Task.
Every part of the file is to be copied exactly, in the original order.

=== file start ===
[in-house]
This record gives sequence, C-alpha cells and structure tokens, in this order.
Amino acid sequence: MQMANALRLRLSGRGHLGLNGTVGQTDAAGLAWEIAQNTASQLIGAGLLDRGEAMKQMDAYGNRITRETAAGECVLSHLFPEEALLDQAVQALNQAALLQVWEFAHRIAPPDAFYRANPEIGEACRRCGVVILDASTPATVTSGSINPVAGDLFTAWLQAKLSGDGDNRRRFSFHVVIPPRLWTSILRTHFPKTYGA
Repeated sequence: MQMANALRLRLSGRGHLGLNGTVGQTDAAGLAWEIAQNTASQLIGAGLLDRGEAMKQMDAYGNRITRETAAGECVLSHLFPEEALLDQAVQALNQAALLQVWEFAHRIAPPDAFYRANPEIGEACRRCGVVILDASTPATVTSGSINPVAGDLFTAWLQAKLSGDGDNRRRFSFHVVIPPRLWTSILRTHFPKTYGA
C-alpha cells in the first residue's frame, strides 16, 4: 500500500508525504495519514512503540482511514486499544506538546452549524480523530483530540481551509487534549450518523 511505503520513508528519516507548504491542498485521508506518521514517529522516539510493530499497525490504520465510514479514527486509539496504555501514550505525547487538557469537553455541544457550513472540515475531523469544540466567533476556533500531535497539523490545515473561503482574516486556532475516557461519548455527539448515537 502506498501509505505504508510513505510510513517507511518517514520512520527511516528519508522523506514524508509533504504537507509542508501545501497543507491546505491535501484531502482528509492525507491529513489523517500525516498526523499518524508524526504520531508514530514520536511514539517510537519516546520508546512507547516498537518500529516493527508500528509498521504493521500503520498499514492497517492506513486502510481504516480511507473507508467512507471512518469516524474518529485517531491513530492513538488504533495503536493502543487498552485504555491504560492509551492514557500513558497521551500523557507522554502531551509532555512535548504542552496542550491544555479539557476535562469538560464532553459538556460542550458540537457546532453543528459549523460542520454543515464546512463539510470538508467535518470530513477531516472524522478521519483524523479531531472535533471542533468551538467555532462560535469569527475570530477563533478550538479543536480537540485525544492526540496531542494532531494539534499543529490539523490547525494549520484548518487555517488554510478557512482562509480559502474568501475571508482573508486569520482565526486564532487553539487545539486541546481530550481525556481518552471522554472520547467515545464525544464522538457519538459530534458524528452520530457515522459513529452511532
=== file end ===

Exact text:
[in-house]
This record gives sequence, C-alpha cells and structure tokens, in this order.
Amino acid sequence: MQMANALRLRLSGRGHLGLNGTVGQTDAAGLAWEIAQNTASQLIGAGLLDRGEAMKQMDAYGNRITRETAAGECVLSHLFPEEALLDQAVQALNQAALLQVWEFAHRIAPPDAFYRANPEIGEACRRCGVVILDASTPATVTSGSINPVAGDLFTAWLQAKLSGDGDNRRRFSFHVVIPPRLWTSILRTHFPKTYGA
Repeated sequence: MQMANALRLRLSGRGHLGLNGTVGQTDAAGLAWEIAQNTASQLIGAGLLDRGEAMKQMDAYGNRITRETAAGECVLSHLFPEEALLDQAVQALNQAALLQVWEFAHRIAPPDAFYRANPEIGEACRRCGVVILDASTPATVTSGSINPVAGDLFTAWLQAKLSGDGDNRRRFSFHVVIPPRLWTSILRTHFPKTYGA
C-alpha cells in the first residue's frame, strides 16, 4: 500500500508525504495519514512503540482511514486499544506538546452549524480523530483530540481551509487534549450518523 511505503520513508528519516507548504491542498485521508506518521514517529522516539510493530499497525490504520465510514479514527486509539496504555501514550505525547487538557469537553455541544457550513472540515475531523469544540466567533476556533500531535497539523490545515473561503482574516486556532475516557461519548455527539448515537 502506498501509505505504508510513505510510513517507511518517514520512520527511516528519508522523506514524508509533504504537507509542508501545501497543507491546505491535501484531502482528509492525507491529513489523517500525516498526523499518524508524526504520531508514530514520536511514539517510537519516546520508546512507547516498537518500529516493527508500528509498521504493521500503520498499514492497517492506513486502510481504516480511507473507508467512507471512518469516524474518529485517531491513530492513538488504533495503536493502543487498552485504555491504560492509551492514557500513558497521551500523557507522554502531551509532555512535548504542552496542550491544555479539557476535562469538560464532553459538556460542550458540537457546532453543528459549523460542520454543515464546512463539510470538508467535518470530513477531516472524522478521519483524523479531531472535533471542533468551538467555532462560535469569527475570530477563533478550538479543536480537540485525544492526540496531542494532531494539534499543529490539523490547525494549520484548518487555517488554510478557512482562509480559502474568501475571508482573508486569520482565526486564532487553539487545539486541546481530550481525556481518552471522554472520547467515545464525544464522538457519538459530534458524528452520530457515522459513529452511532